1. I’ve had school leaders who have just done a great job operationally to keep external stress off of classroom teachers and that helps a great deal with overall morale. It was leadership for innovation, but it let great teachers continue to be great and feel safe to take their own chances.

    Quality candidates to be leaders in schools is an issue as well. Of the folks I went to grad school with in Milwaukee, a few of us have excelled. Many I wouldn’t suggest hiring because they couldn’t meaningfully contribute to a project.

  2. Hey Pal,

    First, hope you are well and happy!

    Second, I couldn’t agree more with this quote from the article that you cite:

    “If we can bring best-in-class leadership and management practices to education, we can create schools and school systems where our nation’s most talented, diverse professionals clamor to work now and for decades to come.”

    But here’s the hitch — at least here in the US: School leadership have created work environments where “talented, diverse professionals” are stifled and where their intellectual energy is crushed largely because we remain hell-bent on producing results on end of grade tests — a metric that (1). no one believes in and (2). requires instructional practices that are mindless.

    That leaves those talented professionals in an uncomfortable position: We either conform to avoid “getting in trouble”, which sucks out our professional souls, or we leave looking for environments that are more empowering and rewarding.

    It’s real. And it’s ugly. And I’m not sure it’s going to change anytime soon.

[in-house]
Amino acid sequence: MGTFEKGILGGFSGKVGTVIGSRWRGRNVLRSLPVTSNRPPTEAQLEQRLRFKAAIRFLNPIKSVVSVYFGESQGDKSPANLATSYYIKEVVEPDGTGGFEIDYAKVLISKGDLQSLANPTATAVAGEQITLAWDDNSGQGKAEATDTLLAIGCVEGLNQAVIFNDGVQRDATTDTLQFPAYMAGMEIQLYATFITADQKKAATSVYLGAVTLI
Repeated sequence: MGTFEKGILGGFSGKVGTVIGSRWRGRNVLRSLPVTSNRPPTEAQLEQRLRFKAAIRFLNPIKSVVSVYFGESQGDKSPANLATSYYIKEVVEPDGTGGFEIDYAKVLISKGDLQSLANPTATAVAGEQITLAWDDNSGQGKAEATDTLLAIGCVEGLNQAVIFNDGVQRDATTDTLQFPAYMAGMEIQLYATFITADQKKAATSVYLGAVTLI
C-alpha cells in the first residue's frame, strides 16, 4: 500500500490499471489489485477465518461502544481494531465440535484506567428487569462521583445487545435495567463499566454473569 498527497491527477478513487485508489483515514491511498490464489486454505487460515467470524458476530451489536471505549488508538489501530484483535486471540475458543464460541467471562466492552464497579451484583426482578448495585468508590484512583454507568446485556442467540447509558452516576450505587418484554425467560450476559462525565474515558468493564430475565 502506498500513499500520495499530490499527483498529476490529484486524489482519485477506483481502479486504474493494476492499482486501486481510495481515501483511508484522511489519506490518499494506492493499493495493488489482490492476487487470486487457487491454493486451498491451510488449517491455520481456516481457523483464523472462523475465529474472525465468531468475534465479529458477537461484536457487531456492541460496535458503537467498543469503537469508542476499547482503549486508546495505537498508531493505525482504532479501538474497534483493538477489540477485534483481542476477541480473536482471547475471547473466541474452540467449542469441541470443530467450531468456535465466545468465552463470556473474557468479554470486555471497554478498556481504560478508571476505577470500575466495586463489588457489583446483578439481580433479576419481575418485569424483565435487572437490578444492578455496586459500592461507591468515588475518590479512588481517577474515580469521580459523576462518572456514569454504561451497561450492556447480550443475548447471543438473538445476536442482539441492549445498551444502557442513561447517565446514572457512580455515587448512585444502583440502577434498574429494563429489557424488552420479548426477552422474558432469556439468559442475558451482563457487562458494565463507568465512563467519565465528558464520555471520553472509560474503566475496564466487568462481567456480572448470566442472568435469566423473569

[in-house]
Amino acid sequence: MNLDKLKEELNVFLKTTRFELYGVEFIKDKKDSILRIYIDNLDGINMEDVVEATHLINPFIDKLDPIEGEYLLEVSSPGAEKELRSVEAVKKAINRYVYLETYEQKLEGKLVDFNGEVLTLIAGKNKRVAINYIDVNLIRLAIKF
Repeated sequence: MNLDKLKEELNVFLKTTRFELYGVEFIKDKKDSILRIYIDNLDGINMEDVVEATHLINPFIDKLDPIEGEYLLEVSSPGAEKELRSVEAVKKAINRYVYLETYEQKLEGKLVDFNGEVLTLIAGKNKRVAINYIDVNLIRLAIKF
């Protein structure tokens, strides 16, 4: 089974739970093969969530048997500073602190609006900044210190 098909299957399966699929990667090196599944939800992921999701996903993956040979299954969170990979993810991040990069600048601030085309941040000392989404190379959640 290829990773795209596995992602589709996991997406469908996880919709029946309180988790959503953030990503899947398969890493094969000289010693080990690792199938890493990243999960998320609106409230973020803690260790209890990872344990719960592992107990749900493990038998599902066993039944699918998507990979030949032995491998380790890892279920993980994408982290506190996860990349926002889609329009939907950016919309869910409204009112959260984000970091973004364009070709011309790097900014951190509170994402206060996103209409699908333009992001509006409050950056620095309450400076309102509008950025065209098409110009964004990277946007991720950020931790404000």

Anyway — sorry to be a dark cloud this morning. I guess I’m just feeling this tension more and more as I continue to fight for more responsible practices in public schools from the position of a classroom teacher.

    Rock on,

    • George

      Hey Bill,

      This is why “innovation” in leadership is so crucial. How do we work within the constraints of the system and create something to unleash talent as opposed to stifle it? This will take creative leadership and hopefully more people will see that the process of change starts with ourselves.

      • Trinadh Yerra

        I see two situations here where a teacher focuses on teaching in a way that brings out the best out of students, and another is the focus on grades of the overall class. Sometimes they don’t go along well. There has to be a hybrid solution.

  3. Trinadh Yerra

    Teachers play a key role in building a nation. Their growth, development, and well-being should be taken care of.

  4. First of all, there is no such thing as good leader or bad leader. Either you are leader or you are not. It’s just that.

    Still a good write up. One of the institute I teach has exactly the same issues you have pointed out here. The head of my institute is not fit for leadership and due to this many qualified teachers have left. They left because they were forced to teach subjects that were out of their expertise.

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